Communications and Information Society (MCSI) minister Alexandru Petrescu does not believe in programmes developed to convince Romanians living abroad to return home. He says that they will return when Romania will be better and when the market will be more attractive.
“One of the projects in my mandate will be ‘Romania communicates’. What we lack is an integrated vision; we’ve talked about the Estonian model yesterday, which requires decisions and an integrated plan, and that is another priority of my term as minister. The programme will bring together all these projects at the level of the local administration. Local efforts are not uniform. The labor force is free to circulate in the European Union and that’s why we are proud to be part of the European family. On the other hand, I am concerned that we need to find more motivation for graduates working abroad to return to Romania. There are many people who want to set up businesses in cities such as Timisoara, Iasi, Cluj or Bucharest. I don’t believe in programmes devoted to the Romanians living in the Diaspora. I say that the Romanians abroad will return to Romania when the country will be doing better. For that, we have to make efforts to bring attractiveness in the field, on the market,” said Petrescu.
The minister noted that the digital sector is the most promising in terms of progress and economic development, and in terms of the digital economy Romania is only 3 percent behind Sweden or Denmark.
“We all face the same challenges, especially with the narrowing of the differences between northern, central and eastern Europe. Over the last decade, Romania has been connected to the world capital flow, and the European Union and the OECD members have facilitated this interaction, and all of this will lead to prosperity and better lives for all of us. We have had events such as the three seas conference in an attempt to achieve convergence on this plane and achieve success in digital interconnection. Digital economy is the most promising in terms of progress and economic development, compared to Sweden or Denmark, we are only 3 percent behind the digital economy, Romania has seen growth and a positive trend towards the economy companies can enjoy the benefits of this digitization. Both the public sector and the private one have to make investments. The Romanians are very well known in the world because of their talent in the field of digital technology. Interesting and important startups have been set up,” said the official.
Petrescu added that the Bucharest authorities should turn their attention to the growth potential at home, but also to cooperation with neighboring countries.
“We must, however, focus our attention on domestic growth potential, through working relationships with our neighbors. In two weeks Romania will take over the rotating presidency of the Council of the European Union, an opportunity for Romania that needs a clear approach. We are in a favorable situation because we can bring significant results to digitization. We have four priorities: innovation, cyber security, promoting digital competences and supporting women’s involvement in the IT industry, and achieving access to the digital single market. We also have to address all the regulatory barriers, prepare for 5G with the necessary infrastructure and come up with tangible results with the involvement of all actors,” said the Minister.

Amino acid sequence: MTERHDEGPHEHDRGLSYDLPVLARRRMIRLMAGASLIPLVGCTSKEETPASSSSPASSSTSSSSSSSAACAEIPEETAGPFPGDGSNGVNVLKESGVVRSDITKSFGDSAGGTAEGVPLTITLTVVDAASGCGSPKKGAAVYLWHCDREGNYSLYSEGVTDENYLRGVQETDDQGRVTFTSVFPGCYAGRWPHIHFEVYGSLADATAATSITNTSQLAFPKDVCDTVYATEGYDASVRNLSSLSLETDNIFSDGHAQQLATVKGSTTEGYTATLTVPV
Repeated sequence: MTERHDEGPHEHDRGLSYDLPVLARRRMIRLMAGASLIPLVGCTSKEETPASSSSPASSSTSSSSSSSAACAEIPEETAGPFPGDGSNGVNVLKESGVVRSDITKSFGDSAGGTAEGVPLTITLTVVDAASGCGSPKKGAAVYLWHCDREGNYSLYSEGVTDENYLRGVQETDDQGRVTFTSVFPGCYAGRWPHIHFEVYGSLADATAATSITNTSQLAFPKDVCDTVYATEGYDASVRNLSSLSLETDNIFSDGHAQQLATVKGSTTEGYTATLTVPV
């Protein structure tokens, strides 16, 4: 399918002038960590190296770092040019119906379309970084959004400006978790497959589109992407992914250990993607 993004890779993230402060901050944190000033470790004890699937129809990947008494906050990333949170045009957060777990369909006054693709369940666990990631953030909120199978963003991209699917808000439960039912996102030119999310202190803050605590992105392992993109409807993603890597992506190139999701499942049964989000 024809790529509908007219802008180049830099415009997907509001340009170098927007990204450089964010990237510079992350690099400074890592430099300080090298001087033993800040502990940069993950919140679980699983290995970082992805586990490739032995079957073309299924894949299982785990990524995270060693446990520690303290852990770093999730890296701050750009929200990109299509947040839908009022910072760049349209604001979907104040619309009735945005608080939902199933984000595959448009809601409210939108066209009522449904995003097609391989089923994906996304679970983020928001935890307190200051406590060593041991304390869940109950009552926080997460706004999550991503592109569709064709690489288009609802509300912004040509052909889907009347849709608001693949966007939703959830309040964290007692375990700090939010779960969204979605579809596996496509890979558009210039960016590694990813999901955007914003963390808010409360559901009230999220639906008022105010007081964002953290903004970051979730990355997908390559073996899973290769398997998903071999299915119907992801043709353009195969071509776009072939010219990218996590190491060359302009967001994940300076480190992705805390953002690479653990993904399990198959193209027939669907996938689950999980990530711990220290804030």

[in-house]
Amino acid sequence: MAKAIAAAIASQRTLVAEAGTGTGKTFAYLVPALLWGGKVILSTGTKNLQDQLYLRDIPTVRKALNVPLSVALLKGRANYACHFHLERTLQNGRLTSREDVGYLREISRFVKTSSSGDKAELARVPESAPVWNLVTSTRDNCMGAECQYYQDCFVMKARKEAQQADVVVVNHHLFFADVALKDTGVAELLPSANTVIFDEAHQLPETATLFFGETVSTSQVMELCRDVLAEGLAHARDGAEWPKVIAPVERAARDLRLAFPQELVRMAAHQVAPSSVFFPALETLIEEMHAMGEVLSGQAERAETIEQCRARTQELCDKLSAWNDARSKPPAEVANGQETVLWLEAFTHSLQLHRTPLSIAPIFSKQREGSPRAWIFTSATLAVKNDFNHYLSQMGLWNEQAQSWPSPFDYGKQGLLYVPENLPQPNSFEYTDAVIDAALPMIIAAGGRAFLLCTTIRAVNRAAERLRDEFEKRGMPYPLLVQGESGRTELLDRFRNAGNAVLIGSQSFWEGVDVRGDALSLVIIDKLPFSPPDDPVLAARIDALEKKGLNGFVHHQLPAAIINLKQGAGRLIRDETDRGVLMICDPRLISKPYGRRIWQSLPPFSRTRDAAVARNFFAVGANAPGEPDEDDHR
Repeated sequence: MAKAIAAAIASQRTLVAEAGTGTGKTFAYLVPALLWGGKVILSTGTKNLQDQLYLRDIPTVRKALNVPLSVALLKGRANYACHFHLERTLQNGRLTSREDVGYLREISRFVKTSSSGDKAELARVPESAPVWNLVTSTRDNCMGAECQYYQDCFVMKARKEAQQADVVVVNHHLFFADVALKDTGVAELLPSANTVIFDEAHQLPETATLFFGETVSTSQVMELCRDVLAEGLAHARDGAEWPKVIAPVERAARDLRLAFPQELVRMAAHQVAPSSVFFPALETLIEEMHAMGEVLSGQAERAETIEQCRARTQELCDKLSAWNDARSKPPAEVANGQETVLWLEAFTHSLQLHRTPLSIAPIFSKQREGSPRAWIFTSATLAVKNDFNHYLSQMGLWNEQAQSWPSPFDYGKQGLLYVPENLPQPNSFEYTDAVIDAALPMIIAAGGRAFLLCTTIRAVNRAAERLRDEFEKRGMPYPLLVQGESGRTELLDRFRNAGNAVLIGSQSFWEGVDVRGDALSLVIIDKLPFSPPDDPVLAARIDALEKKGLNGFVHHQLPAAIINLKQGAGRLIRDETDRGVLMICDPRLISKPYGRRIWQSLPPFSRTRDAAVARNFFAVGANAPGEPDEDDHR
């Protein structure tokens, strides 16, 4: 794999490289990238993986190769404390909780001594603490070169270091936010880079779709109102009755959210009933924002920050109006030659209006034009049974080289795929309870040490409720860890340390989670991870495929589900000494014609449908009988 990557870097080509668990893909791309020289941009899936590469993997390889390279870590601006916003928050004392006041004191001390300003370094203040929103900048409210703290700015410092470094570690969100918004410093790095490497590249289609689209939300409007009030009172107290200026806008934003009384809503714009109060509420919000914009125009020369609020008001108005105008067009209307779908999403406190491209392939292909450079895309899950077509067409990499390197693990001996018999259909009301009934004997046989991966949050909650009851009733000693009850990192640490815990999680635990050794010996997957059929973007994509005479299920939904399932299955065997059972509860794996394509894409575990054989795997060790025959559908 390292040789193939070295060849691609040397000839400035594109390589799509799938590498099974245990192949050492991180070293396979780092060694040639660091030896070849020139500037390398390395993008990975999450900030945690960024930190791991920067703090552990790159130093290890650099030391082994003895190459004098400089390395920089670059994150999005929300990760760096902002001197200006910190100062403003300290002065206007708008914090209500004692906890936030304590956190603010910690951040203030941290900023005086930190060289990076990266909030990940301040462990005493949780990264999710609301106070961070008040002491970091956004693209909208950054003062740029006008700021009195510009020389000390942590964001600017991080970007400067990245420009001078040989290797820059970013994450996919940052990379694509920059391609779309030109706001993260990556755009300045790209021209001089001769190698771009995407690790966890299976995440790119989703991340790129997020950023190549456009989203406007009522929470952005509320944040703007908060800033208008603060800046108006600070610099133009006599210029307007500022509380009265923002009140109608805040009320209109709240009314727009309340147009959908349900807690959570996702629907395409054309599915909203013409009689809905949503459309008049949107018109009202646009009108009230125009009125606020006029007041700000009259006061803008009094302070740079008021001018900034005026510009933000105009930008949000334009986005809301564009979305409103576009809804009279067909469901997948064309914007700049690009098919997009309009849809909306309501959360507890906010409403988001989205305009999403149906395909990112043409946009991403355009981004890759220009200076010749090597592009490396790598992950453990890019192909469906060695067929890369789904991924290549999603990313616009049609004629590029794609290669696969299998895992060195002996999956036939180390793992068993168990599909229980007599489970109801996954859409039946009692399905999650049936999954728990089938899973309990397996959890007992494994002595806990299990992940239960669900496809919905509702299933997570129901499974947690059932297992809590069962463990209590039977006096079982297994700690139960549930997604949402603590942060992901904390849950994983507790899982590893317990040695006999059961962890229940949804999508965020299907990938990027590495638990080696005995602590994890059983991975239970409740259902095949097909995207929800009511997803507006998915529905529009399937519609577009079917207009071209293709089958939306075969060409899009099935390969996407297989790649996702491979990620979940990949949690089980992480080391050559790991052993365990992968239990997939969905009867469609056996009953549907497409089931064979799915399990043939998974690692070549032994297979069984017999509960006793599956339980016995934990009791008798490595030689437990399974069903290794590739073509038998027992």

The US Atlantic Council, together with McKinsey & Company, is organizing on Thursday a conference to launching the report “The rise of Digital Challengers – how digitization can become the next growth engine for Romania”.
According to the document, the potential economic benefits of digitization could contribute to Romania’s Gross Domestic Product by EUR 42 billion by 2025. Experts see that Romania has a strong foundation on which to digitize it. Thus, the size of the digital economy in Romania (6.9 percent of GDP in 2016) is above the average of the Central and Eastern European countries (CEE) of 6.5 percent, but at the same time is clearly deviated from the ‘ Digital Frontrunners’, like Sweden (9 percent).
With EUR 604/capita, Romania is behind the CEE average, where the average is EUR 746/capita, and the countries in the Digital Frontrunners – with EUR 3,276/capita. Also, the digital economy in Romania registered an increase of 10.8 percent per year between 2012 and 2016, almost four times faster than the EU’s “Big 5”.
On the other hand, in terms of professional training in the field, the quoted report shows that almost eight times more Romanians should participate in training courses to reach the level of ‘Digital Frontrunners’, which includes countries such as: Belgium , Denmark, Estonia, Finland, Ireland, Luxembourg, the Netherlands, Norway and Sweden.